Java Program to override Clone method with Mutable Field

Here is our sample Java program which will teach you how to implement clone method for a class which contains a mutable field. Remember, clone should be exactly same as original object but they must be different object i.e. if one reference change value of mutable member than cloned object should not be affected by that.

import java.util.ArrayList;
import java.util.List;
import org.slf4j.Logger;
import org.slf4j.LoggerFactory;

/*
 * Java program to show how to override clone method for deep copying.
 * This example includes a mutable filed in class to be cloned to show how you deal with
 * practical classes which contains both immutable and mutable fields.
 *
 * @author Javin
 */
public class CloneTest {

    private static final Logger logger = LoggerFactory.getLogger(Cloneclass);

    public static void main(String args[]) {
     
        Programmer javaguru = new Programmer("John", 31);
        javaguru.addCertificates("OCPJP");
        javaguru.addCertificates("OCMJD");
        javaguru.addCertificates("PMP");
        javaguru.addCertificates("CISM");
     
        logger.debug("Real Java Guru     : {}", javaguru);
     
        Programmer clone = javaguru.clone();
        logger.debug("Clone of Java Guru : {}", clone);
     
        //let's add another certification to java guru
        javaguru.addCertificates("Oracle DBA");
        logger.debug("Real Java Guru     : {}", javaguru);
        logger.debug("Clone of Java Guru : {}", clone);
    }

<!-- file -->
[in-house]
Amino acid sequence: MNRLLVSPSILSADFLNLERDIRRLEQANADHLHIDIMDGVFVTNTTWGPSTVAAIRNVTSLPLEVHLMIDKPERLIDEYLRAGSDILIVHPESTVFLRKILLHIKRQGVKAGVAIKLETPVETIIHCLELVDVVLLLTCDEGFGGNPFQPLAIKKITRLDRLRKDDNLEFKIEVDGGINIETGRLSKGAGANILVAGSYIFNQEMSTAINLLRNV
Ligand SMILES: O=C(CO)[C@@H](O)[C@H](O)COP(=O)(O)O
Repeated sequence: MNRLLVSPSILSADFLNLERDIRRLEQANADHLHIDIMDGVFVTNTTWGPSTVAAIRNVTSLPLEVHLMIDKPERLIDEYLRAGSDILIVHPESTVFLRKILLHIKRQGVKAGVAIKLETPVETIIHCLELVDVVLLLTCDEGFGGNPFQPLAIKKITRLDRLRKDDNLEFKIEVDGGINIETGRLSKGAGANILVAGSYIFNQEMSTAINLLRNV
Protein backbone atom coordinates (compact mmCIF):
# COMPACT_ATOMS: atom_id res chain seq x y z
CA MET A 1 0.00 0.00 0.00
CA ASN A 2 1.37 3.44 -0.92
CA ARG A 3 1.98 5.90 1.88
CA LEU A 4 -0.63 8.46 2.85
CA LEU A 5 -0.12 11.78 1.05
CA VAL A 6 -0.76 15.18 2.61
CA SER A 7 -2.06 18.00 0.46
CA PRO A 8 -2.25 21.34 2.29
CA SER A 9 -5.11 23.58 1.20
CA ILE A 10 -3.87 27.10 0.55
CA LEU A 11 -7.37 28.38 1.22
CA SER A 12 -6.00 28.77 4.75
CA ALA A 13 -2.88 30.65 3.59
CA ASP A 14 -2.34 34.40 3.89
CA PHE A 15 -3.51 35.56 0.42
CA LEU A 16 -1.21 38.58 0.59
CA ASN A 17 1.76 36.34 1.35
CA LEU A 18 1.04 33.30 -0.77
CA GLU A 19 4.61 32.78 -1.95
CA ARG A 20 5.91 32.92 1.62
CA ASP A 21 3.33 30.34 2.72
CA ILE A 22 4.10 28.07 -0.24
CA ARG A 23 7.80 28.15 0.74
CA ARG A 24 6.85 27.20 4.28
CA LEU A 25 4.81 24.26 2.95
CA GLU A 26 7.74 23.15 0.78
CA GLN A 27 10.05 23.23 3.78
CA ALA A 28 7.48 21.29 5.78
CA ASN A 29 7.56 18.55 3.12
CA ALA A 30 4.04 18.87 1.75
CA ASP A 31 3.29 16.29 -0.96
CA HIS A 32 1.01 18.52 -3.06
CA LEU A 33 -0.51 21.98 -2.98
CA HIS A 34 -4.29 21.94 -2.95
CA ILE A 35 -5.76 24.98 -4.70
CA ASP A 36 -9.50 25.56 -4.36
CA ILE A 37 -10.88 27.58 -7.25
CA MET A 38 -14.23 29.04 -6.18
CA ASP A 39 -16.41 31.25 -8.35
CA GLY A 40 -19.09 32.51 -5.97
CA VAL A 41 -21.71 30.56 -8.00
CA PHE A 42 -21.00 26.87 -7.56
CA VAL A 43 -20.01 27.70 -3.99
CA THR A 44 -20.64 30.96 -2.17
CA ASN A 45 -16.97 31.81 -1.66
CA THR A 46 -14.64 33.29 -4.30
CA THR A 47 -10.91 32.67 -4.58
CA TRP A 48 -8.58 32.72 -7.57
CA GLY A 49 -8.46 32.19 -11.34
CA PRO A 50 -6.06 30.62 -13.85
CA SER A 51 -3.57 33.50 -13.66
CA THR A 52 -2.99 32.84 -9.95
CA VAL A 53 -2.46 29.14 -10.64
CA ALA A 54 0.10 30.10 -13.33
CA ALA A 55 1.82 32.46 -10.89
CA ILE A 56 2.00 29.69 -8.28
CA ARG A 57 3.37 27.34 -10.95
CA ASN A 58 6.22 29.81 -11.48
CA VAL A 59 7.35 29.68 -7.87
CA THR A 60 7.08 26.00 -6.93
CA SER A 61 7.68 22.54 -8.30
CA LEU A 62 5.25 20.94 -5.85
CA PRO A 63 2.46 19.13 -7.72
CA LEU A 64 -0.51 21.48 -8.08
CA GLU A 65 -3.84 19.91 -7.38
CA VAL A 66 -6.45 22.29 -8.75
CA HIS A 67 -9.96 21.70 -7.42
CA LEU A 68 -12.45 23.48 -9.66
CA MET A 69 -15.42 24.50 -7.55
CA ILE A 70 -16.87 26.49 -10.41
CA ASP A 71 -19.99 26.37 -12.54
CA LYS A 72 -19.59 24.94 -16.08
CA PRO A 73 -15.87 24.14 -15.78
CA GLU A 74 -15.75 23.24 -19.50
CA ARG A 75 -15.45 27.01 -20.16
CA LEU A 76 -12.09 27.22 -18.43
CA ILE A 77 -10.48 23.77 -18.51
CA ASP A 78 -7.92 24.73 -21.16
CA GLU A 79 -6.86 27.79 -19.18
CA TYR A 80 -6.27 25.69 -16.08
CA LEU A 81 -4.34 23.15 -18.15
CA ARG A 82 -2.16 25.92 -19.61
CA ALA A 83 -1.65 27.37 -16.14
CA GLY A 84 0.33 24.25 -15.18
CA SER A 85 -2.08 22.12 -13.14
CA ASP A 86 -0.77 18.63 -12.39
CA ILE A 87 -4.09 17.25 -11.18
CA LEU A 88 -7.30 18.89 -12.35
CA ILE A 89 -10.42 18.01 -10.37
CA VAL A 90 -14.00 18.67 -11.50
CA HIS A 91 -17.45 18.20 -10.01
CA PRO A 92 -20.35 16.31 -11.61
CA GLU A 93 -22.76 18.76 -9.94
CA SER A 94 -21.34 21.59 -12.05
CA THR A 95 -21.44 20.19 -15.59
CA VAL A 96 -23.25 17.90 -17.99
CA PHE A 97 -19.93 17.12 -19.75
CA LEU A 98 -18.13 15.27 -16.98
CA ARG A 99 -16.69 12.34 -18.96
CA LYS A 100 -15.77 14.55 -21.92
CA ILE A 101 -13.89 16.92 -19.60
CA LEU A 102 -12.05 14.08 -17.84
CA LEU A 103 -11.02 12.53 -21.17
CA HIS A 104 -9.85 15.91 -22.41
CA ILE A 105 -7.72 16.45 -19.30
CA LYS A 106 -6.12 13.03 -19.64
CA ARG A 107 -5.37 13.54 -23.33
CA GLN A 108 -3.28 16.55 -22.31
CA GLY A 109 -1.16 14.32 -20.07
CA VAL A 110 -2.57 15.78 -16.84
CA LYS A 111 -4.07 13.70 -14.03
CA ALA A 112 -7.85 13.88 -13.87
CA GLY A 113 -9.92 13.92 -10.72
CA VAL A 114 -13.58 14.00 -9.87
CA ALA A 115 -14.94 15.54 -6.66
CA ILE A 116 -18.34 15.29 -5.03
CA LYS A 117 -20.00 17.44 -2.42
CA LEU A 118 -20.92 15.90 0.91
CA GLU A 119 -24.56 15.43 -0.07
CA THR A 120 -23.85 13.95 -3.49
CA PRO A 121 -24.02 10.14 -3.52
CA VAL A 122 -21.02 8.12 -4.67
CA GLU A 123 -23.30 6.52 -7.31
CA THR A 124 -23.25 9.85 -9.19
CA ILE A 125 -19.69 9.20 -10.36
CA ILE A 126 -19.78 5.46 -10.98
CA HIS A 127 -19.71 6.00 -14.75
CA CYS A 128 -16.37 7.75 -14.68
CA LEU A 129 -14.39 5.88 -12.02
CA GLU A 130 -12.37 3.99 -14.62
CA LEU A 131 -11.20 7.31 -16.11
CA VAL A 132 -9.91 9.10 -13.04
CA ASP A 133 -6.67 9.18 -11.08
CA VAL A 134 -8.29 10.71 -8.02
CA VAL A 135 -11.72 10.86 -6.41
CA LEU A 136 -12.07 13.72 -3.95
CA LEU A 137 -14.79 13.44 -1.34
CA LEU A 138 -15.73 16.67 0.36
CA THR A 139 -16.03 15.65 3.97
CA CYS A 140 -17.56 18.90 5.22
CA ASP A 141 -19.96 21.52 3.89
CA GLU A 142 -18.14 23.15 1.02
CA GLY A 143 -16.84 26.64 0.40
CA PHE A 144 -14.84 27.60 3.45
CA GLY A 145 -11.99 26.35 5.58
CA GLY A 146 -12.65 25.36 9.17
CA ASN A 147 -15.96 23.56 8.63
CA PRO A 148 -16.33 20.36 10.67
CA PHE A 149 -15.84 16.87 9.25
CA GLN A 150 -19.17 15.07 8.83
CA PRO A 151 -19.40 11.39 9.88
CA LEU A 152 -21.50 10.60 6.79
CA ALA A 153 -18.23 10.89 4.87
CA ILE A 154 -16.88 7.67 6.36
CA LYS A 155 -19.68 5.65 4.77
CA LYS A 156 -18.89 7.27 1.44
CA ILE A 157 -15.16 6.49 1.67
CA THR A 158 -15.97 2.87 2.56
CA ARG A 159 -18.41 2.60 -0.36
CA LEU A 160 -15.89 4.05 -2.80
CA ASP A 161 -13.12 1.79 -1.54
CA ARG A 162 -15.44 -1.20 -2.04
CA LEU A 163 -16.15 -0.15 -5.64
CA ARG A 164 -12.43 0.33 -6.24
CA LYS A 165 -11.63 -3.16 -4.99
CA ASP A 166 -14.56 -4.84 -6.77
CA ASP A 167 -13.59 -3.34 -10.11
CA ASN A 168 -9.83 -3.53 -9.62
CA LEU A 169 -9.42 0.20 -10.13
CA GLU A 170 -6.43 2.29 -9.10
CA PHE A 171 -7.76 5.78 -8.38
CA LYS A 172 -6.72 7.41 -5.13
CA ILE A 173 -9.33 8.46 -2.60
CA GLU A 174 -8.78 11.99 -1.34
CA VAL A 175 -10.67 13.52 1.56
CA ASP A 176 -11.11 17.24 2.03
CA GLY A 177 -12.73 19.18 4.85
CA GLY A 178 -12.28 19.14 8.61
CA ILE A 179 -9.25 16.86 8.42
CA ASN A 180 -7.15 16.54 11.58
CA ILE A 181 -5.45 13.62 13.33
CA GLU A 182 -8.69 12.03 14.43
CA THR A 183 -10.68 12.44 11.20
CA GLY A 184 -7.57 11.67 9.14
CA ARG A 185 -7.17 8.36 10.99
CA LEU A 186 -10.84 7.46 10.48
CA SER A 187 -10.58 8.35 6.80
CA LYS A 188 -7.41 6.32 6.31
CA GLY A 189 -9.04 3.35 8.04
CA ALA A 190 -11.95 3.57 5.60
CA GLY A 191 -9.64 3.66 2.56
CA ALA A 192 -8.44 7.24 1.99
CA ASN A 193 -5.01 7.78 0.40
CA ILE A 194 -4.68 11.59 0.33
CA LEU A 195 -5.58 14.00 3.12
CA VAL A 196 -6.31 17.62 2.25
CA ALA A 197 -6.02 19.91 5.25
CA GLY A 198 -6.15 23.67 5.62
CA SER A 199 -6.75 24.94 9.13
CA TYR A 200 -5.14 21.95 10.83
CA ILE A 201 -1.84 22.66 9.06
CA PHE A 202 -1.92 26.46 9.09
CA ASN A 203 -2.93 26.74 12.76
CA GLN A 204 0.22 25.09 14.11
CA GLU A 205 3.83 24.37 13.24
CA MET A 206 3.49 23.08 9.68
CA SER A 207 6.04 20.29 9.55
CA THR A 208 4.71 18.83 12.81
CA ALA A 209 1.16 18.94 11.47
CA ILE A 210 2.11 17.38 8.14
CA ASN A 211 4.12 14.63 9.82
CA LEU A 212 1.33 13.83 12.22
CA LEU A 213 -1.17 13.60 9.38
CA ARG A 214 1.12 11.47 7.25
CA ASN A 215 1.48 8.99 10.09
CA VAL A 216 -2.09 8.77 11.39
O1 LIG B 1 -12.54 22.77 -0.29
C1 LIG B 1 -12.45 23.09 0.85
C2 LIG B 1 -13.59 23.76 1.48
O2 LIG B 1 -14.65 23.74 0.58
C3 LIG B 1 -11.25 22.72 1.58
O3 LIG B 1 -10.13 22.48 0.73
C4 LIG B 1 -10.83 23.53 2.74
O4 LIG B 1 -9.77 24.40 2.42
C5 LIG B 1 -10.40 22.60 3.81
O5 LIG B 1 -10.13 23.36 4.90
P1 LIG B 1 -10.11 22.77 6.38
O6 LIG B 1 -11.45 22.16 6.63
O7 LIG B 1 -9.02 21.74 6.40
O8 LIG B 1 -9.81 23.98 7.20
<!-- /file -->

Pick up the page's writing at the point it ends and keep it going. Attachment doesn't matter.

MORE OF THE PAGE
}

class Programmer implements Cloneable{
    private static final Logger logger = LoggerFactory.getLogger(Programmer.class);
 
    private String name;
    private int age;
    private List certifications ;

    public Programmer(String name, int age) {
        this.name = name;
        this.age = age;
        this.certifications = new ArrayList();
    }

    public int getAge() {
        return age;
    }

    public void setAge(int age) {
        this.age = age;
    }

    public String getName() {
        return name;
    }

    public void setName(String name) {
        this.name = name;
    }
 
    public void addCertificates(String certs){
        certifications.add(certs);
    }

    @Override
    public String toString() {
        return String.format("%s, %d, Certifications: %s", name, age, certifications.toString());
    }

    @Override
    protected Programmer clone()  {
        Programmer clone = null;
        try{
            clone = (Programmer) super.clone();
            clone.certifications = new ArrayList(certifications); //deep copying